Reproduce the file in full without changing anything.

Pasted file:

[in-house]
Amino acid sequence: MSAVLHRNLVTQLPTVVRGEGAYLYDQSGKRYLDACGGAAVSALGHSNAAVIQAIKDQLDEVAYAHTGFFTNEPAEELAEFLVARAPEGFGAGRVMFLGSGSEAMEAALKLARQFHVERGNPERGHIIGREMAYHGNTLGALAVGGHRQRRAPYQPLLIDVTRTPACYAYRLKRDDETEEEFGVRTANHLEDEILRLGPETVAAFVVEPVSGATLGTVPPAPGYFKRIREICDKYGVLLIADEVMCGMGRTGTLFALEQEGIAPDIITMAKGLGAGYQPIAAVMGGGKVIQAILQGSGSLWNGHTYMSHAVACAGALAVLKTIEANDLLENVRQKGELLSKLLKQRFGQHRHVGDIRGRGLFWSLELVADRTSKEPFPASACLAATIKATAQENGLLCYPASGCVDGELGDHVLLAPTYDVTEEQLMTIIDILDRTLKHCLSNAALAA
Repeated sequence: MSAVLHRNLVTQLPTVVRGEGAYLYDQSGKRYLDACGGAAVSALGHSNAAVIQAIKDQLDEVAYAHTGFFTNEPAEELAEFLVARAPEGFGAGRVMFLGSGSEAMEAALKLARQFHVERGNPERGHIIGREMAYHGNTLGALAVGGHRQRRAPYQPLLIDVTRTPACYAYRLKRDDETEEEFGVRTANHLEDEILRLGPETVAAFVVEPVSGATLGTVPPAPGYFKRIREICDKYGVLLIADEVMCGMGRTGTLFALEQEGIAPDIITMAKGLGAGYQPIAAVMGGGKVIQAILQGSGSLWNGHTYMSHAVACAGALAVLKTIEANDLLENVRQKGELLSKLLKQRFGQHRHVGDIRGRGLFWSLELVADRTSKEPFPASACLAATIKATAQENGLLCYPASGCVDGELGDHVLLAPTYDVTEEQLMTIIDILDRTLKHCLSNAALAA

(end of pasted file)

[in-house]
Amino acid sequence: MSAVLHRNLVTQLPTVVRGEGAYLYDQSGKRYLDACGGAAVSALGHSNAAVIQAIKDQLDEVAYAHTGFFTNEPAEELAEFLVARAPEGFGAGRVMFLGSGSEAMEAALKLARQFHVERGNPERGHIIGREMAYHGNTLGALAVGGHRQRRAPYQPLLIDVTRTPACYAYRLKRDDETEEEFGVRTANHLEDEILRLGPETVAAFVVEPVSGATLGTVPPAPGYFKRIREICDKYGVLLIADEVMCGMGRTGTLFALEQEGIAPDIITMAKGLGAGYQPIAAVMGGGKVIQAILQGSGSLWNGHTYMSHAVACAGALAVLKTIEANDLLENVRQKGELLSKLLKQRFGQHRHVGDIRGRGLFWSLELVADRTSKEPFPASACLAATIKATAQENGLLCYPASGCVDGELGDHVLLAPTYDVTEEQLMTIIDILDRTLKHCLSNAALAA
Repeated sequence: MSAVLHRNLVTQLPTVVRGEGAYLYDQSGKRYLDACGGAAVSALGHSNAAVIQAIKDQLDEVAYAHTGFFTNEPAEELAEFLVARAPEGFGAGRVMFLGSGSEAMEAALKLARQFHVERGNPERGHIIGREMAYHGNTLGALAVGGHRQRRAPYQPLLIDVTRTPACYAYRLKRDDETEEEFGVRTANHLEDEILRLGPETVAAFVVEPVSGATLGTVPPAPGYFKRIREICDKYGVLLIADEVMCGMGRTGTLFALEQEGIAPDIITMAKGLGAGYQPIAAVMGGGKVIQAILQGSGSLWNGHTYMSHAVACAGALAVLKTIEANDLLENVRQKGELLSKLLKQRFGQHRHVGDIRGRGLFWSLELVADRTSKEPFPASACLAATIKATAQENGLLCYPASGCVDGELGDHVLLAPTYDVTEEQLMTIIDILDRTLKHCLSNAALAA